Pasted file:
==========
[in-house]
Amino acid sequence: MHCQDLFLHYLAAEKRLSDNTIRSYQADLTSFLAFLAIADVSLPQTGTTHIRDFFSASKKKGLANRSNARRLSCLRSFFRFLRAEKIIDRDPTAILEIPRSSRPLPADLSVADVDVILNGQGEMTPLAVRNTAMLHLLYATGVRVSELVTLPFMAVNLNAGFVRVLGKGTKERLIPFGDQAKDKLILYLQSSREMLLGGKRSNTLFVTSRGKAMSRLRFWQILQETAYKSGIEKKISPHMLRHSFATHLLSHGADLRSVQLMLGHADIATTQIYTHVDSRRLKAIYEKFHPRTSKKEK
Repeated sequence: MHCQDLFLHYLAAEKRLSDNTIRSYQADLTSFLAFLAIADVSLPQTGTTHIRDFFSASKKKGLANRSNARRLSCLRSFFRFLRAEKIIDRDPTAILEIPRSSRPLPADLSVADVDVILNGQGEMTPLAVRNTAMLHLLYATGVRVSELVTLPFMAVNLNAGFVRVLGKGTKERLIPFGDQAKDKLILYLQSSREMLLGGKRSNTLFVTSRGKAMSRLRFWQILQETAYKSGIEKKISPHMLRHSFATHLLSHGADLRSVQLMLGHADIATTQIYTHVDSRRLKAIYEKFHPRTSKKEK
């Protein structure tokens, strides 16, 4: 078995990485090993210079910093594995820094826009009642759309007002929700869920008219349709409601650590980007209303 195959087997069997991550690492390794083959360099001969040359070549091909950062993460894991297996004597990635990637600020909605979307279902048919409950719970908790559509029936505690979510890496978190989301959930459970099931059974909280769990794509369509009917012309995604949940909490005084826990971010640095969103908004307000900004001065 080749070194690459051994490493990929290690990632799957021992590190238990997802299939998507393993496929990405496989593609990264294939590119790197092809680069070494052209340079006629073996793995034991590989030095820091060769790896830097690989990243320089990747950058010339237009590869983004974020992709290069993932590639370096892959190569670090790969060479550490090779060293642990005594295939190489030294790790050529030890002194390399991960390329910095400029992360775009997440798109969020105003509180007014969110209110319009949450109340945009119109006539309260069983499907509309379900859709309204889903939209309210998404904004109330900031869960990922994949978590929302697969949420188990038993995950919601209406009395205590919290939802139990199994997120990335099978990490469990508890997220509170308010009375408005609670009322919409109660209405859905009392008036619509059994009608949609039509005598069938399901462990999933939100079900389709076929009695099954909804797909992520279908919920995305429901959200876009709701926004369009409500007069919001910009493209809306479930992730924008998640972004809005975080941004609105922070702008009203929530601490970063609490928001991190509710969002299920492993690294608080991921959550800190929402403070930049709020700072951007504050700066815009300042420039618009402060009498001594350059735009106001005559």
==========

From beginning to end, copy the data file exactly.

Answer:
[in-house]
Amino acid sequence: MHCQDLFLHYLAAEKRLSDNTIRSYQADLTSFLAFLAIADVSLPQTGTTHIRDFFSASKKKGLANRSNARRLSCLRSFFRFLRAEKIIDRDPTAILEIPRSSRPLPADLSVADVDVILNGQGEMTPLAVRNTAMLHLLYATGVRVSELVTLPFMAVNLNAGFVRVLGKGTKERLIPFGDQAKDKLILYLQSSREMLLGGKRSNTLFVTSRGKAMSRLRFWQILQETAYKSGIEKKISPHMLRHSFATHLLSHGADLRSVQLMLGHADIATTQIYTHVDSRRLKAIYEKFHPRTSKKEK
Repeated sequence: MHCQDLFLHYLAAEKRLSDNTIRSYQADLTSFLAFLAIADVSLPQTGTTHIRDFFSASKKKGLANRSNARRLSCLRSFFRFLRAEKIIDRDPTAILEIPRSSRPLPADLSVADVDVILNGQGEMTPLAVRNTAMLHLLYATGVRVSELVTLPFMAVNLNAGFVRVLGKGTKERLIPFGDQAKDKLILYLQSSREMLLGGKRSNTLFVTSRGKAMSRLRFWQILQETAYKSGIEKKISPHMLRHSFATHLLSHGADLRSVQLMLGHADIATTQIYTHVDSRRLKAIYEKFHPRTSKKEK
């Protein structure tokens, strides 16, 4: 078995990485090993210079910093594995820094826009009642759309007002929700869920008219349709409601650590980007209303 195959087997069997991550690492390794083959360099001969040359070549091909950062993460894991297996004597990635990637600020909605979307279902048919409950719970908790559509029936505690979510890496978190989301959930459970099931059974909280769990794509369509009917012309995604949940909490005084826990971010640095969103908004307000900004001065 080749070194690459051994490493990929290690990632799957021992590190238990997802299939998507393993496929990405496989593609990264294939590119790197092809680069070494052209340079006629073996793995034991590989030095820091060769790896830097690989990243320089990747950058010339237009590869983004974020992709290069993932590639370096892959190569670090790969060479550490090779060293642990005594295939190489030294790790050529030890002194390399991960390329910095400029992360775009997440798109969020105003509180007014969110209110319009949450109340945009119109006539309260069983499907509309379900859709309204889903939209309210998404904004109330900031869960990922994949978590929302697969949420188990038993995950919601209406009395205590919290939802139990199994997120990335099978990490469990508890997220509170308010009375408005609670009322919409109660209405859905009392008036619509059994009608949609039509005598069938399901462990999933939100079900389709076929009695099954909804797909992520279908919920995305429901959200876009709701926004369009409500007069919001910009493209809306479930992730924008998640972004809005975080941004609105922070702008009203929530601490970063609490928001991190509710969002299920492993690294608080991921959550800190929402403070930049709020700072951007504050700066815009300042420039618009402060009498001594350059735009106001005559």